Some women may experience symptoms of ovarian cancer, but in many cases, they mimic symptoms of other conditions, such as digestive issues. Some symptoms may be linked to ovarian cysts, which are typically not cancerous.

Symptoms of ovarian cancer include:

  • Bloating
  • Pelvic or abdominal pain
  • Early satiety (feeling full quickly) or difficulty eating
  • A need to urinate frequently or urgently
  • Back pain
  • Fatigue
  • Pain during sex
  • Menstrual changes

Monitoring risk factors

Women who have inherited mutations in their BRCA1 or BRCA2 genes are more likely to develop ovarian cancer. Other risk factors for ovarian cancer include:

Age: More than 70 percent of new cases are diagnosed in women 55 and older.

Endometriosis: This is a painful condition in which the endometrium (the lining of the uterus) grows outside the uterine cavity.

Fertility issues: Women who have difficulty trying to conceive, use fertility drugs or treatments or give birth after the age or 35 may be at higher risk. Conversely, women who give birth before the age of 26 may have a lower risk.

Family history: Besides having an inherited BRCA gene mutation, a family history of ovarian, breast and colorectal cancer may indicate higher risk. Several inherited cancer syndromes also are linked to a risk of ovarian cancer.

Obesity: Being overweight has been linked to higher risk of many cancers. It may also reduce the effectiveness of some cancer therapies and has been linked to poorer treatment outcomes.

Some women with risk factors, especially mutated BRCA genes, may choose to have prophylactic surgery to remove their ovaries before cancer has a chance to develop. Johns Hopkins researchers say, however, that if further research supports the theory that some ovarian cancers begin in the fallopian tubes, it “could result in a major change in the way we manage this disease for patients at risk.” Theoretically, removing the fallopian tubes and preserving the ovaries may result in better long-term health benefits for many women.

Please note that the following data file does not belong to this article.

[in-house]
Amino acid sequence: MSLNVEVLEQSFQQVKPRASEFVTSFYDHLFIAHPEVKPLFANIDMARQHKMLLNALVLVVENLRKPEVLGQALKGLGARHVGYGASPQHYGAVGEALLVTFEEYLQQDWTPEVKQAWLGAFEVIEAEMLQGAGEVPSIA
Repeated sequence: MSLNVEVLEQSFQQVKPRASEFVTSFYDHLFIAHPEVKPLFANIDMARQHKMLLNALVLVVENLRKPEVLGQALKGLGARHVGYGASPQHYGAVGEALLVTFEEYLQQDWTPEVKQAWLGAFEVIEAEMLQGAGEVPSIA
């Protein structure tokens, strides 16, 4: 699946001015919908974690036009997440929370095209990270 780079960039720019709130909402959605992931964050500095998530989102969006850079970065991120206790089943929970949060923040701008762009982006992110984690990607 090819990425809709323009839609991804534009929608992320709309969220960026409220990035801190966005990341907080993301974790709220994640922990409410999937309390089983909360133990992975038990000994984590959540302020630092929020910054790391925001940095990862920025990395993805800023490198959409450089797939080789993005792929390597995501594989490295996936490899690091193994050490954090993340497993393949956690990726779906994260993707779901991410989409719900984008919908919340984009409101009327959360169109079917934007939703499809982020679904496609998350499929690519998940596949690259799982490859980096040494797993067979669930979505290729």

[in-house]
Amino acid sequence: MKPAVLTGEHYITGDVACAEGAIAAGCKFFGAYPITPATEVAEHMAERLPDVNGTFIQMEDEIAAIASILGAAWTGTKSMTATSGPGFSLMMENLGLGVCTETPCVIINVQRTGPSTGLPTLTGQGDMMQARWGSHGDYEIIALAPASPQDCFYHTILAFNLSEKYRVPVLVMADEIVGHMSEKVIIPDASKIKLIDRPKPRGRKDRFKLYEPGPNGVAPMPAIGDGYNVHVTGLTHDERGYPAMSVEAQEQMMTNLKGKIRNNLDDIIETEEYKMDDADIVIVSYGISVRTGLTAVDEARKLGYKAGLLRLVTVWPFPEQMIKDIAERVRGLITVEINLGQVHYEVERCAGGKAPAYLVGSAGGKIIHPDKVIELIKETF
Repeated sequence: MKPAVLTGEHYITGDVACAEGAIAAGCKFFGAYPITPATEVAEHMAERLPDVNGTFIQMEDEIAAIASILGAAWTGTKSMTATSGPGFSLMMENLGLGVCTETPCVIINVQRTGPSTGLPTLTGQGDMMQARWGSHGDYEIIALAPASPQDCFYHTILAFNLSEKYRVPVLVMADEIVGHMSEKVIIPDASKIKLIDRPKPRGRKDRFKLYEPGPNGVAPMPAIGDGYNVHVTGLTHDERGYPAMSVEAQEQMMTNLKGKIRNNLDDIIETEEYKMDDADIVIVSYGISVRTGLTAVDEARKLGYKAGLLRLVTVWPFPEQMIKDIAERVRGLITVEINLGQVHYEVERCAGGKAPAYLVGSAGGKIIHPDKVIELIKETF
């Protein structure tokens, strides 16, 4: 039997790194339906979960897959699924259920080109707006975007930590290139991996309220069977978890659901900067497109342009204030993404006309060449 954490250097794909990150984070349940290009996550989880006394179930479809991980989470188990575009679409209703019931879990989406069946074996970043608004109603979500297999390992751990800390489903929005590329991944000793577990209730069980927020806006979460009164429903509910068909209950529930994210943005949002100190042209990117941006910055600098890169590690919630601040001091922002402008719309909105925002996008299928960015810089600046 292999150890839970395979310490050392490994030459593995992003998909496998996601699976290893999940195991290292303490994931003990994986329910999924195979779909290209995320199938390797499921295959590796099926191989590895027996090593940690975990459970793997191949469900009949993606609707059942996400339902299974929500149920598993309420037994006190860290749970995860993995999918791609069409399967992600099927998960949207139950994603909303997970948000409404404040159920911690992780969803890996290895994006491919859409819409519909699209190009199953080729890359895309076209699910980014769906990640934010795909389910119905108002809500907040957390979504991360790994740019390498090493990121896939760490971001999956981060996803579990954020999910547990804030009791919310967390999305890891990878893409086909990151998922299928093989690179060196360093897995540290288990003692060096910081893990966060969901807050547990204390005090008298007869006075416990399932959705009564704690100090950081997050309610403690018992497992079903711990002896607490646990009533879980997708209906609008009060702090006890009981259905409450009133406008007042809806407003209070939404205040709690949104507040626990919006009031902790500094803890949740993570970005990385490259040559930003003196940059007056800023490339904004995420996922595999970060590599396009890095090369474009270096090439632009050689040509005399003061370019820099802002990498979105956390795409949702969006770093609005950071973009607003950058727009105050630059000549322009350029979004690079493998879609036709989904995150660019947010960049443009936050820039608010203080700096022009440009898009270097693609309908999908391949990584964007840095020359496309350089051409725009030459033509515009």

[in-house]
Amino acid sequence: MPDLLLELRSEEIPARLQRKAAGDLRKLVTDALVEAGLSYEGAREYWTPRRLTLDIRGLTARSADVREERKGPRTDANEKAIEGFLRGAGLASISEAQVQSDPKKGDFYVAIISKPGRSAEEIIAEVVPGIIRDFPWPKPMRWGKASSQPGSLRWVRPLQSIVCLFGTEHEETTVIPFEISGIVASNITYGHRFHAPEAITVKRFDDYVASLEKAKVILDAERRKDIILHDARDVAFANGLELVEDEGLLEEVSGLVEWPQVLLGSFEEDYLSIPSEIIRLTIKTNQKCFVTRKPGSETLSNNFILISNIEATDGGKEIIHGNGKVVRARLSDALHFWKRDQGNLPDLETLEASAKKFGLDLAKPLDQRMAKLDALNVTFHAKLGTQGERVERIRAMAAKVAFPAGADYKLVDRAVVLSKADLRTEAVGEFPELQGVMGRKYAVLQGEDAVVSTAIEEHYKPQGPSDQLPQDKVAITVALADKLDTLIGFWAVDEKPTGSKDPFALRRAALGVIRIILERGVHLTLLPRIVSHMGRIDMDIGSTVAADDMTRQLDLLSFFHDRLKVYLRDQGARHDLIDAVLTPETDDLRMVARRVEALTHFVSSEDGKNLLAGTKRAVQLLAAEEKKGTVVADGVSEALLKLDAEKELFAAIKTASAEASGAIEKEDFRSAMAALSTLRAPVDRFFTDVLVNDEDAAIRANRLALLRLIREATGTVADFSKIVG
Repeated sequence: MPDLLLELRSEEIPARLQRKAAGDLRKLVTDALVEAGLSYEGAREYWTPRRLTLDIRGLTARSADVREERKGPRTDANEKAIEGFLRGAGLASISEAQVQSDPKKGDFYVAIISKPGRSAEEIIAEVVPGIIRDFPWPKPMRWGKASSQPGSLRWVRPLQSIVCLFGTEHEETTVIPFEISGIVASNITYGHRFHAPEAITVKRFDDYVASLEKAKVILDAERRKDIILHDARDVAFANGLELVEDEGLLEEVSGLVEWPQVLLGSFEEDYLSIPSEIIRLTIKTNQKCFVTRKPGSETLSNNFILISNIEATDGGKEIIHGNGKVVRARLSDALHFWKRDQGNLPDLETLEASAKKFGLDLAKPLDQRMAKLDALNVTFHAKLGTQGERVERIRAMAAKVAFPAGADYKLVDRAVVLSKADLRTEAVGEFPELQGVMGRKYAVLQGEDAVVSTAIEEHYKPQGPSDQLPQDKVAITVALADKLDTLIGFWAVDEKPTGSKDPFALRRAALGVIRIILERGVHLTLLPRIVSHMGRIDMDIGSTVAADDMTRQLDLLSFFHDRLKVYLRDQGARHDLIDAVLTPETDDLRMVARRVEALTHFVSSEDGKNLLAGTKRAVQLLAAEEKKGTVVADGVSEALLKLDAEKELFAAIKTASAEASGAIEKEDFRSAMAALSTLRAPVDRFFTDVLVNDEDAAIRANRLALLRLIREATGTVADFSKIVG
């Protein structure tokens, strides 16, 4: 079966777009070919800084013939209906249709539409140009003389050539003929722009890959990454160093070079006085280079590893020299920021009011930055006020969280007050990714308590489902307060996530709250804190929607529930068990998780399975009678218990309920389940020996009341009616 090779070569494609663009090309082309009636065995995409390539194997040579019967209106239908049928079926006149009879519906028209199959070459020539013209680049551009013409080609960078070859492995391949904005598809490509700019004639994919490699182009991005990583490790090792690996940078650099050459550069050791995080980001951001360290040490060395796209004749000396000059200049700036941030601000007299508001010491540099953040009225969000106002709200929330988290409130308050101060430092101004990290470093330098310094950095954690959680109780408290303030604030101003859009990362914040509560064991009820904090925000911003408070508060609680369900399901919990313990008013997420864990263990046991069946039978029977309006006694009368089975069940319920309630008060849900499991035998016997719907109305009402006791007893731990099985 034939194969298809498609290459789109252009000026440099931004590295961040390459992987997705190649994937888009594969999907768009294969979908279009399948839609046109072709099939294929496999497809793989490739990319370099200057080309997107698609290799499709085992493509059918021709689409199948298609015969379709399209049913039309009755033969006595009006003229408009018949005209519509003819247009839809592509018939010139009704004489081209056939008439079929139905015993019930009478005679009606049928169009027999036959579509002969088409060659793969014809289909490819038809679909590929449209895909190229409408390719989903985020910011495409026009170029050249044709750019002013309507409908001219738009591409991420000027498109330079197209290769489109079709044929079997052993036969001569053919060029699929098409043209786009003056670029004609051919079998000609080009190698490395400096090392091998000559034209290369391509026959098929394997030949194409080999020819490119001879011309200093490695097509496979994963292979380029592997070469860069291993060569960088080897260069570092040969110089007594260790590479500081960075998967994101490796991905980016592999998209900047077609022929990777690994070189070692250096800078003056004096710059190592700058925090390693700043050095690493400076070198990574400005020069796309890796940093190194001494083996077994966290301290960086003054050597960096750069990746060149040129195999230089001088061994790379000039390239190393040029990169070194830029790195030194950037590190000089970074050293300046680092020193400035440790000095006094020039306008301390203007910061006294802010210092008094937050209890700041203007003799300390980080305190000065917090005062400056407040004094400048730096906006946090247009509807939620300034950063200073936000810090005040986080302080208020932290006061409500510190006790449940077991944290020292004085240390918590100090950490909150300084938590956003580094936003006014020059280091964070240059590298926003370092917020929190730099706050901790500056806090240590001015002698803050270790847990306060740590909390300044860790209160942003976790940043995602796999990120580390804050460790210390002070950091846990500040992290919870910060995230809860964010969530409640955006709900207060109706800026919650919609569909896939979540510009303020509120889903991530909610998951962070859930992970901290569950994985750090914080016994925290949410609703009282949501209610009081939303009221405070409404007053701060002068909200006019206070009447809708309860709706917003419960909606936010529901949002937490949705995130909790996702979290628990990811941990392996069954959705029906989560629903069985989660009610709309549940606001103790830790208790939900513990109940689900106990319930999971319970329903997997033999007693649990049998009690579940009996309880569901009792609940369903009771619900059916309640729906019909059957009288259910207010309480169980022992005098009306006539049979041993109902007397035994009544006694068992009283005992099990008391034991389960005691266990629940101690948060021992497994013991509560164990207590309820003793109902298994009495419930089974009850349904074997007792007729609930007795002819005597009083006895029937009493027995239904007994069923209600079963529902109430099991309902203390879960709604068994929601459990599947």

Improved treatment options

Because it’s often diagnosed in advanced stages, ovarian cancer may be difficult to treat. The five-year survival rate for a patient diagnosed with ovarian cancer is less than 50 percent. Common treatments for ovarian cancer include:

  • Surgery
  • Chemotherapy
  • Radiation therapy
  • Hormone therapy

But in recent years, new treatments have led to better outcomes. Specifically, targeted therapy drugs called PARP inhibitors have improved outcomes for many patients. First approved in 2014, PARP inhibitors target a protein called poly ADP-ribose polymerase, or PARP, which monitor damage to DNA in cells. PARP proteins are kind of like the cell’s 911 call center, receiving signals of faulty DNA and summoning genes to repair the damage. PARP inhibitors work by short-circuiting those signals and disrupting the repair process in cancer cells, which may cause them to die.

“Our treatment options have improved significantly—with more effective drugs, targeted therapies, a broader array of treatments, newer drugs like PARP inhibitors—and that’s significantly improving people’s lives,” Dr. Schink says. “Those are really exciting developments that have happened over the course of my career.”

Get answers to common questions about ovarian cancer.